I gotta admit it: I have a secret love for McDonald's breakfast sandwiches. On the morning after a rough night out, I wake up with a deep hole in the pit of my stomach. A McDonald's bacon, egg, and cheese biscuit-shaped hole that I only know of one way to fill. If you don't know what I'm talking about or feel like averting your eyes in disgust at the image of that neatly-wrapped bundle of salt and fat above, then you may as well hit the close button on your browser right now. This is not the post for you.
For the rest of you, come with me. I've got a little secret to share.
Are we all in agreement that the biscuit option at McDonald's is the best of the sandwich-holders, handily defeating the lame English muffins, trouncing those squishy round things they like to call bagels, and narrowly edging out the salty-sweet pleasure of a McGriddle?
And are we also in agreement that the worst part of their biscuit sandwiches is that strangely folded egg patty? It's pre-cooked, reheated, rubbery, oddly flavored, not completely unpleasant, but definitely not egg-like.
Well here's the deal: you can get your McDonald's biscuit sandwiches (or any breakfast sandwich, for that matter) made with a 100% real egg, cracked and cooked fresh on-premises. All you've got to do is tell the cashier that you'd like your sandwich made with a "round egg" and they'll replace your folded egg patty with a real egg, free of charge.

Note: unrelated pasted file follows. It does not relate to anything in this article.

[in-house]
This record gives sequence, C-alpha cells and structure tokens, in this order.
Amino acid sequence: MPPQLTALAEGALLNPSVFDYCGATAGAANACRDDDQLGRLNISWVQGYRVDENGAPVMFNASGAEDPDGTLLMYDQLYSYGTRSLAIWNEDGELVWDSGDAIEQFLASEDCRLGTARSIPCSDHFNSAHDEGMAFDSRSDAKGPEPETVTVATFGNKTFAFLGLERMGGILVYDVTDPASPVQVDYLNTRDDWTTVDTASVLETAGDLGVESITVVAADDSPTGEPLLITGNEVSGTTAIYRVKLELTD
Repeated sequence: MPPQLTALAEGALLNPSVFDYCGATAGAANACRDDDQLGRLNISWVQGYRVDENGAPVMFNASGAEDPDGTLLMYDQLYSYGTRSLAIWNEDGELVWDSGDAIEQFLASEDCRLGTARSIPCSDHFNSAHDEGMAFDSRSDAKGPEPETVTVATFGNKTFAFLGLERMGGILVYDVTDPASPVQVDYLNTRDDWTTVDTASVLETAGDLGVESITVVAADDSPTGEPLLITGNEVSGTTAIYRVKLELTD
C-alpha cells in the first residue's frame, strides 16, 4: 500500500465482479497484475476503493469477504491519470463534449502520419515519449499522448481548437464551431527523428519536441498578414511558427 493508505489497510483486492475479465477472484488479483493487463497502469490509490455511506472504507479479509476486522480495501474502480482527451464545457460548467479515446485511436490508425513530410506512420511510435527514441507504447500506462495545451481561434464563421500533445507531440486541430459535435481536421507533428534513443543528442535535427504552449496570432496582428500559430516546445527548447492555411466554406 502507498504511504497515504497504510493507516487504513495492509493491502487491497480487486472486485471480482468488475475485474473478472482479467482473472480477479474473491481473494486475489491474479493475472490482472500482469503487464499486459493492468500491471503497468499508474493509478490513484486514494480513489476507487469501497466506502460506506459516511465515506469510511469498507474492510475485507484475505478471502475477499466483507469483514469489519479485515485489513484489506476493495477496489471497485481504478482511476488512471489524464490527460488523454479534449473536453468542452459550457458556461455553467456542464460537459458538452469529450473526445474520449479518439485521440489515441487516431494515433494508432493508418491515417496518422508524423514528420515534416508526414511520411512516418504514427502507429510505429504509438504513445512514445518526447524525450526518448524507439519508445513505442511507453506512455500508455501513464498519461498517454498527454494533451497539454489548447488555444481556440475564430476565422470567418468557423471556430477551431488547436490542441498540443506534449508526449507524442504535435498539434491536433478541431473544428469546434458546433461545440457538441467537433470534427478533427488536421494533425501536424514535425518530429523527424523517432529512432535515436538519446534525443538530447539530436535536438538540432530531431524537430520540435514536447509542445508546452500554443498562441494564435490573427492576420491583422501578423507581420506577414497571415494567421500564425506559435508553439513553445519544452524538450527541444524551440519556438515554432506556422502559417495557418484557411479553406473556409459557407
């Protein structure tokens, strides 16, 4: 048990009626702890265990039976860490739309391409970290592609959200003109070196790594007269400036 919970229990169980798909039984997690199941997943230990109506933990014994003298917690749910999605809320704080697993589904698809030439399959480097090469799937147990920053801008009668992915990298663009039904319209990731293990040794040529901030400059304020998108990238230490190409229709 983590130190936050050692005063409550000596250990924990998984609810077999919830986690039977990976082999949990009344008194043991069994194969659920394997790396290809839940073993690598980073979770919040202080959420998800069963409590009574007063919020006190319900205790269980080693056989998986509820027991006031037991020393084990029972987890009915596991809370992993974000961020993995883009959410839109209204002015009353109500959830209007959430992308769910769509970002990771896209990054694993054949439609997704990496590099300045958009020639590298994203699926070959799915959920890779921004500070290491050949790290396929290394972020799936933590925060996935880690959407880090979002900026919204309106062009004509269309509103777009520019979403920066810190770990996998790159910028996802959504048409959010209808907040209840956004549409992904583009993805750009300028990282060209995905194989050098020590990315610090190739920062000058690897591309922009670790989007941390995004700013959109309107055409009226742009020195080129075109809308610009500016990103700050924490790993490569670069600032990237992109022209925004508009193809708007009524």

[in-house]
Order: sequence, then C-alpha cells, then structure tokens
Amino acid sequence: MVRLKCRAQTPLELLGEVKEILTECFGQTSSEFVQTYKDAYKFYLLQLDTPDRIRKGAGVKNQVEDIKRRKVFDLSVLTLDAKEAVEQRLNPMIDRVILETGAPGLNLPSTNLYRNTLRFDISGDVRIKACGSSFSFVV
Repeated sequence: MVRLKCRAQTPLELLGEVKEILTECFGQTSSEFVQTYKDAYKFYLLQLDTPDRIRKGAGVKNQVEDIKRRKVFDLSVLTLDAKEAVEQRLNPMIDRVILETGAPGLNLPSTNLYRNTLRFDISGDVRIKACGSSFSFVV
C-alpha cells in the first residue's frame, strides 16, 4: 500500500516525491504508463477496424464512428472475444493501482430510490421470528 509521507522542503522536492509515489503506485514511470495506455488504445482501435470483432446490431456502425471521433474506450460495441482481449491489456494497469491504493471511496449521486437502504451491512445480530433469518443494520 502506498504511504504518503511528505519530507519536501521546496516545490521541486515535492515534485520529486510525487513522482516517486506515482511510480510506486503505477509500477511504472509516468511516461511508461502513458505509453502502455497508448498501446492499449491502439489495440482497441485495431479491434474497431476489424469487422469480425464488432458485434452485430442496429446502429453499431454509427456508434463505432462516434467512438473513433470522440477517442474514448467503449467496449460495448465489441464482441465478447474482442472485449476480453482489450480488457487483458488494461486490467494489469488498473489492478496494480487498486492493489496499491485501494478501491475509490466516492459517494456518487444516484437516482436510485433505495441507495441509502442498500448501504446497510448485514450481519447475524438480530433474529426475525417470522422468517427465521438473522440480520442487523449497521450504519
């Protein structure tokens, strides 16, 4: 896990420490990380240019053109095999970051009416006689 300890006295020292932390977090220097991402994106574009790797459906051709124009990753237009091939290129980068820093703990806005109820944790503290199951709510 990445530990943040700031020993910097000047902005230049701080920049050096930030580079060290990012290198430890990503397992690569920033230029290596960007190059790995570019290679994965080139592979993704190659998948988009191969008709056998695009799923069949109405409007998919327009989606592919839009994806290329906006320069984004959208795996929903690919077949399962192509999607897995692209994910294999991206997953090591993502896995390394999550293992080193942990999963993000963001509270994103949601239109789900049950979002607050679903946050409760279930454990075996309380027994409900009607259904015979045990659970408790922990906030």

It'll even appear on your receipt that way. The round eggs are the same ones they use on the Egg McMuffin, made from a real egg cooked on the flattop in a ring-shaped mold. The difference it makes for the sandwich is huge.
An egg sandwich from McDonald's that actually tastes like egg? Who'da thunk it?
Take a look at their relative cross-sections. The round egg even has a touch of lightly-cooked, soft yolk in the center. Just like a real fried egg. Almost.
Recently, your friend and mine Cliff Bleszinski wrote an essay defending microtransactions in general and EA in specific. There are a lot of things to be said about this essay - some of which are said expertly by Jim Sterling here, and some of which touch on concepts discussed by Shamus Young writing a couple of years ago about Bobby Kotick here and here.
Cliff's main point is that game developers exist within an economic landscape, and as such they will do what makes them money and avoid what doesn't. As consumers, our job is to vote with our wallets, supporting what we like and boycotting what we don't.
In response to this, I'm going to finally post something I wrote back in October 2011. I never put it up before because I couldn't find a way to turn it into a full article. It's really just one simple idea. But as foreseen by Nathan Grayson and proved by the recent SimCity debacle, if anything it's more relevant today than it was a year and a half ago.